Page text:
I was interested in attempting Blueprint because this is listed as a Windows machine on THM without really any other information. Though I have worked hacking Windows machines, most of my experience has been around Linux. Im interested to see what all I notice is different since it has been awhile since my last Windows box.
Starting with an nmap scan and directory fuzzing (if it is running a web-server to see what we get right away) Im not getting anything with default scripts with a TCP scan. Neither is the directory fuzzing giving me anything. Changing to a SYN scan I get:
I also moved my fuzzing to port 8080 by a guess since so many proxies will use this port, and that is confirmed with my scan and gobuster results. I ran a scan again with scripts to see if I can get a better look at what services are running and we can see we have a web server, msrpc, a SQL server and SMB over 445 and 139 (possibly an eternal blue exploit??).
Going to our 8080 address we find
Looking up oscommerce 2.3.4 I am able to see there are multiple vulnerabilities that can be exploited. Lets try this route and see if we can come up with anything. I first tried a CSRF exploit with the language PHP file with pass-thru but was getting an “Access Forbidden” error. Lets try to do another directory scan under oscommerce/catalog specifically to see what we find.
Looking at the RCE exploits available for oscommerce we see it re-installs the install.php page with our own PHP payload. Since we see the install directory was left in in the initial install, this could be a solid route to take.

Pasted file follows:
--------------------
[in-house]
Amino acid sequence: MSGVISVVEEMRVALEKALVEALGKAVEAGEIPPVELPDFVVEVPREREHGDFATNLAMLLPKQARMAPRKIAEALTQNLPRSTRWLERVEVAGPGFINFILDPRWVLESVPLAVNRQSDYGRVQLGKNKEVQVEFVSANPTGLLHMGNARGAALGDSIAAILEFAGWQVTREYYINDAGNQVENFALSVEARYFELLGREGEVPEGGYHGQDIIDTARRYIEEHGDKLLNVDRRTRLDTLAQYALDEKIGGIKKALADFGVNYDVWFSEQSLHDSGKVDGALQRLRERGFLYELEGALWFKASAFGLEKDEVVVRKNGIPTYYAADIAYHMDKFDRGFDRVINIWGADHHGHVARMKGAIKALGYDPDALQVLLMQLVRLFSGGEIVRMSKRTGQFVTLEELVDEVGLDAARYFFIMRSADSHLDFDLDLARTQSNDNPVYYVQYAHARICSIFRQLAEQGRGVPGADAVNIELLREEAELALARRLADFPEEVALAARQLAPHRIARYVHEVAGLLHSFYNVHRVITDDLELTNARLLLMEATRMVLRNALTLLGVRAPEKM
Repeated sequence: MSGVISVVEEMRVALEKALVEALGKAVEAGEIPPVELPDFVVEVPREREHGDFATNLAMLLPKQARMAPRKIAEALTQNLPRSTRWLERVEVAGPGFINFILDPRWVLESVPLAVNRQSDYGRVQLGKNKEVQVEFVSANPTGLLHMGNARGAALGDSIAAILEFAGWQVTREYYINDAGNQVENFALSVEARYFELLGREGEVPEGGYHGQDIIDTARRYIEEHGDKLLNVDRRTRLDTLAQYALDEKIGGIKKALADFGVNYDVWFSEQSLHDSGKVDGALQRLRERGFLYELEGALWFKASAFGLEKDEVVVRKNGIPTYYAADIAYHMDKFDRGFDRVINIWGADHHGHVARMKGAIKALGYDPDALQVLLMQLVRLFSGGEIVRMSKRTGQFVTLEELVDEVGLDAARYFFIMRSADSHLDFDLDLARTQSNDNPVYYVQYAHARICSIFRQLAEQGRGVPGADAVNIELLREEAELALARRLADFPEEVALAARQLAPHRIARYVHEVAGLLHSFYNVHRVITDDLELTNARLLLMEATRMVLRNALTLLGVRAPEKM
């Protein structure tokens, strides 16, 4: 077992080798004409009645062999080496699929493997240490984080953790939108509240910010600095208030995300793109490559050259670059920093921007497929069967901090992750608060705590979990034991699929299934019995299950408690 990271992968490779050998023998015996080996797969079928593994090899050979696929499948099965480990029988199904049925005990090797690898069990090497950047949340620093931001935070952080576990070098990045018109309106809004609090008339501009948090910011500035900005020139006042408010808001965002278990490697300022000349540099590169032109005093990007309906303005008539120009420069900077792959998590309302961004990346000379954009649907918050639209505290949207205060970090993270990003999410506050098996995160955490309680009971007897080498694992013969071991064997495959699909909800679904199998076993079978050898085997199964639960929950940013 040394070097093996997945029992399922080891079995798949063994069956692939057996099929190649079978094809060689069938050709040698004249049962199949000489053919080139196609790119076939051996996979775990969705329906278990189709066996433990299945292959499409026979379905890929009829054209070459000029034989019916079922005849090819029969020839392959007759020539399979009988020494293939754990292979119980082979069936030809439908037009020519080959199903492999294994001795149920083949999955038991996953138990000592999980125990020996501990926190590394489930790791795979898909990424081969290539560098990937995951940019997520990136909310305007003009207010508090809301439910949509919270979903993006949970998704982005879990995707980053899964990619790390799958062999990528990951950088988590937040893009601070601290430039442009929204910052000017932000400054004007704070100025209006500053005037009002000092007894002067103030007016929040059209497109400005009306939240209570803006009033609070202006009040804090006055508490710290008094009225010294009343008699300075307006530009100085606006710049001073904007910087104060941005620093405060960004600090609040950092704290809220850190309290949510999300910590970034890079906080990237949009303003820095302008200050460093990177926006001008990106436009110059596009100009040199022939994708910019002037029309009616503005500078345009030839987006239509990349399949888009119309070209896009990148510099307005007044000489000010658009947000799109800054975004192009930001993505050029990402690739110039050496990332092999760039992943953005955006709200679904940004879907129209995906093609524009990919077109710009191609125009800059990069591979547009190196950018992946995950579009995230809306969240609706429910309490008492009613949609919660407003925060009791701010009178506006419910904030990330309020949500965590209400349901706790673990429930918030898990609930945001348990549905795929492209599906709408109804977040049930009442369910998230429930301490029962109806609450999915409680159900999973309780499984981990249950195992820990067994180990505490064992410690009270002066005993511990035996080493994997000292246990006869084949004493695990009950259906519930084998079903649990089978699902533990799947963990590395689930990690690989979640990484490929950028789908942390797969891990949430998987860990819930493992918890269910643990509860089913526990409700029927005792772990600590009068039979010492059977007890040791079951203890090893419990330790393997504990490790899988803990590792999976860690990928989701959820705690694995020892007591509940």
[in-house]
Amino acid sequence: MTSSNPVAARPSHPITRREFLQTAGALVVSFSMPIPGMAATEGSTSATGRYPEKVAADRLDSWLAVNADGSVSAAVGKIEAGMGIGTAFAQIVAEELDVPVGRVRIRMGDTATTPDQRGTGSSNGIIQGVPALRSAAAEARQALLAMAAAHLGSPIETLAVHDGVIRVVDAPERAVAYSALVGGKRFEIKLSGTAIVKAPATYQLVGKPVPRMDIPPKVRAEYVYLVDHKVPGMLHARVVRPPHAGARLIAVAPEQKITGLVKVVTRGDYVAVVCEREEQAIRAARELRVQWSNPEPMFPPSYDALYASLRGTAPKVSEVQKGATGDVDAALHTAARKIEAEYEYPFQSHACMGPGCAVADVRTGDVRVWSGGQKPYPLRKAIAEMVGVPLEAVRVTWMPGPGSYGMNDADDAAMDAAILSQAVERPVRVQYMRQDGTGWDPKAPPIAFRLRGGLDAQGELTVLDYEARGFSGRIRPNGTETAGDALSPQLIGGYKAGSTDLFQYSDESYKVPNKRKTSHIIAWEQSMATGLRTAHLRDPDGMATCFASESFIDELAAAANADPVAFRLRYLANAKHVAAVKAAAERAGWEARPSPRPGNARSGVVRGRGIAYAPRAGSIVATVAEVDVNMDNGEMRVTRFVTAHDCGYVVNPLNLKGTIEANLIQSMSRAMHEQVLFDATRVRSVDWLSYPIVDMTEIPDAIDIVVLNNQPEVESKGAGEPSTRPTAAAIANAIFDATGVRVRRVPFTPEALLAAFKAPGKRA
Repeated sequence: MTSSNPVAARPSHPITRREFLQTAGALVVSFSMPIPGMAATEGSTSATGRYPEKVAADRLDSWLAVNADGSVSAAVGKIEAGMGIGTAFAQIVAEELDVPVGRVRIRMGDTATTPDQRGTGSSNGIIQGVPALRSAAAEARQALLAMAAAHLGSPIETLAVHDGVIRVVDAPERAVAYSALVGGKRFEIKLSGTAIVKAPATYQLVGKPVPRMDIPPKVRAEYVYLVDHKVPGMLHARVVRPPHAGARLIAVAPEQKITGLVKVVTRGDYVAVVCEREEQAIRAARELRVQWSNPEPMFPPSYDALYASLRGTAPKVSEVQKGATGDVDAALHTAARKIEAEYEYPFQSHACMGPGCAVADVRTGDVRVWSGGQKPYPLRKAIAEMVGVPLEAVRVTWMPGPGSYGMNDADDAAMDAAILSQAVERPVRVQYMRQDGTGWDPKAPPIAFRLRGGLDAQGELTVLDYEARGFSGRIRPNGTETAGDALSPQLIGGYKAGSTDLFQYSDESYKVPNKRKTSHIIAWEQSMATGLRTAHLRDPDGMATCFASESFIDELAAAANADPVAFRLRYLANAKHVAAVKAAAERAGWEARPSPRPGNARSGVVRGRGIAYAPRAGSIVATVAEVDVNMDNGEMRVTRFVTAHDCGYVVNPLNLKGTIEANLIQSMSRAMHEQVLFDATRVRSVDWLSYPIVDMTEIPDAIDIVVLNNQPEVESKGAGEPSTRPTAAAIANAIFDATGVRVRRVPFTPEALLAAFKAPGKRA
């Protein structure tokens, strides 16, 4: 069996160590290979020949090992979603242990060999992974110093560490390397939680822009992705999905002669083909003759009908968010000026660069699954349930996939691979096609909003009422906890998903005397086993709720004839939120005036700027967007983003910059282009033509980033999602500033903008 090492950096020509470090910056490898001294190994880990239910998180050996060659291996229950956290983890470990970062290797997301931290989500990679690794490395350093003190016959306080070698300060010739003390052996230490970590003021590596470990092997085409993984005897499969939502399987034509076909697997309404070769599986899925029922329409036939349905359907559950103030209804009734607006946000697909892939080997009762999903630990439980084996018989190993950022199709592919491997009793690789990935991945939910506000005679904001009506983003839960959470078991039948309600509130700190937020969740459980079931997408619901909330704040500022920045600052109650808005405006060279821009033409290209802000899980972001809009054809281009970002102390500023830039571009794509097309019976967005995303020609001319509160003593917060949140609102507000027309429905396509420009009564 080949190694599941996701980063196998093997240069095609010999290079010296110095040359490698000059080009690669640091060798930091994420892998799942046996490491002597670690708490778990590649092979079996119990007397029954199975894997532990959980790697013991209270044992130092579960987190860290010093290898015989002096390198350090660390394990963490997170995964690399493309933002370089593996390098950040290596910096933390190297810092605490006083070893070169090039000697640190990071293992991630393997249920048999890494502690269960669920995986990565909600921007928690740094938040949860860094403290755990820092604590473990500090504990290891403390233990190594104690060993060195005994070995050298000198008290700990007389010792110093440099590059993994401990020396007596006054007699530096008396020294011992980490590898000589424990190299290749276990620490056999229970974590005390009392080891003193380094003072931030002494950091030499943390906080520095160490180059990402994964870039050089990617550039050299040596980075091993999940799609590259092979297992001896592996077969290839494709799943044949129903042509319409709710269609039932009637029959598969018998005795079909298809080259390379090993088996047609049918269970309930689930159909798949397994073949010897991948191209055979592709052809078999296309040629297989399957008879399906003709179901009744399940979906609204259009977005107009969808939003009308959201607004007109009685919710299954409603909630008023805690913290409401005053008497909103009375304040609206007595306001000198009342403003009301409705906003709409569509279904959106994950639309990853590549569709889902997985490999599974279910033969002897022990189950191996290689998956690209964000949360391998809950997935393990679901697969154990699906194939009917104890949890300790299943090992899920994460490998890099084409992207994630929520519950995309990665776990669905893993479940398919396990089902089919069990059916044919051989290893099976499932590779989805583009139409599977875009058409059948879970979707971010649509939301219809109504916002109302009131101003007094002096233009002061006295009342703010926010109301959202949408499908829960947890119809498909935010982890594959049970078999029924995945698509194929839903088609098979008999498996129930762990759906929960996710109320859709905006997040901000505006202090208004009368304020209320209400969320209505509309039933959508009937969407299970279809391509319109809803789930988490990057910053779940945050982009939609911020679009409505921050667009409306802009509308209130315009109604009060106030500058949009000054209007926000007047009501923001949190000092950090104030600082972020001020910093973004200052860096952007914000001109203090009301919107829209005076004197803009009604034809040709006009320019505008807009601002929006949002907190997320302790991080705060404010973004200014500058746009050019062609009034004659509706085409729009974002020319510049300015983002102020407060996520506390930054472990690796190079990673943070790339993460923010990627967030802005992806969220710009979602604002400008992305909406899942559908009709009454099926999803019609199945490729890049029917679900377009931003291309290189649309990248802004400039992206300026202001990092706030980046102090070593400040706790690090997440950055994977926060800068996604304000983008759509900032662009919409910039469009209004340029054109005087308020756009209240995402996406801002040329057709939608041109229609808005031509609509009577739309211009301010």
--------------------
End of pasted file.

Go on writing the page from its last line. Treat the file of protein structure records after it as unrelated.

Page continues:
The idea behind this route was to reinstall the oscommerce application while including my injected code. I gave it a shot with a php reverse shell but kept getting a parsing error in the configuration file that was being uploaded. After a few hours of trying to get this to work I decided to go another route; there is another arbitrary file upload vulnerability leveraging default settings on oscommerce.
In this exploit, we can create a privileged user and initialize a new database to upload a file to. Navigating to the catalog/install directory we see the following page, allowing us to continue.
After creating a new user I can run the exploit, uploading a simple PHP passthru script and authenticating as our new “admin” user. Now I can send commands.
Since we are able to test that proof of concept, lets use msvenom to make a .exe reverse shell payload to send over. We can use the same exploit, then directing to the passthru.php page sent earlier we can call the reverse shell and catch it on our local machine.
Since this is a Windows machine and the first question on THM is to grab a decoded NTLM hash, I decided to give mimikatz a try, as I have never actually used this before but have heard tons about it (I know, Im late to the game). There’s a few cute commands such as the answer to the universe, but we can use this to dump the SAM NTLM hashes.
Trying to save time I threw them in Crack Station to see if any are able to be pulled out and we see “Lab”s is! With those credentials we can answer the first question, and navigate to the Administrator desktop as usual to find the root.txt!
This one took me awhile mostly due to a ton of events in my personal life pulling me away and just bad timing. But I had a ton of fun as I don’t usually work with Windows machines for CTF’s. Mimikatz was useful in this but I intend to explore it more as I know it is much more complex than what I used it for today. I believe this could have been completed faster with Metasploit’s meterpreter and the oscommerce RCE exploit, and I will have to try it again with that path another time! I hope this walkthrough helped you and thank you for reading!